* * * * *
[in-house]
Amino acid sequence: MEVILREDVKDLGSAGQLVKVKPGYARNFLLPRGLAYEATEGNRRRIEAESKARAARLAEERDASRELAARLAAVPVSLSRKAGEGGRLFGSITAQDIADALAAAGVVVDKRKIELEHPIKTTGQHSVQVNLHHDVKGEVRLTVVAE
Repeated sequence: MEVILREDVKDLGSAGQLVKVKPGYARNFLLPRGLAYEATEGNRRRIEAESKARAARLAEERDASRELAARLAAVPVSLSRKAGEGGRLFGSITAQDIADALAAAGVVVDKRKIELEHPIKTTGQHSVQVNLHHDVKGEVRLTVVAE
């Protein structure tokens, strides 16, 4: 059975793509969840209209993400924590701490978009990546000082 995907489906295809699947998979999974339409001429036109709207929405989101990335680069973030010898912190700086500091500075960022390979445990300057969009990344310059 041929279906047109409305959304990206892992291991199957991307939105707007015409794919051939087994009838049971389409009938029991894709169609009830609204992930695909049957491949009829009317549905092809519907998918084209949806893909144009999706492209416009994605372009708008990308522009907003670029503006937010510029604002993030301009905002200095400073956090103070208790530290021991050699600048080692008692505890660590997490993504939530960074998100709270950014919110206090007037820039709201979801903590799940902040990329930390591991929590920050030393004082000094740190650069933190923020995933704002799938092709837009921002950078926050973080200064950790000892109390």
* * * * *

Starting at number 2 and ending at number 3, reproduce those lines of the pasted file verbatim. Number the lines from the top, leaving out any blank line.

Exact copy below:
Amino acid sequence: MEVILREDVKDLGSAGQLVKVKPGYARNFLLPRGLAYEATEGNRRRIEAESKARAARLAEERDASRELAARLAAVPVSLSRKAGEGGRLFGSITAQDIADALAAAGVVVDKRKIELEHPIKTTGQHSVQVNLHHDVKGEVRLTVVAE
Repeated sequence: MEVILREDVKDLGSAGQLVKVKPGYARNFLLPRGLAYEATEGNRRRIEAESKARAARLAEERDASRELAARLAAVPVSLSRKAGEGGRLFGSITAQDIADALAAAGVVVDKRKIELEHPIKTTGQHSVQVNLHHDVKGEVRLTVVAE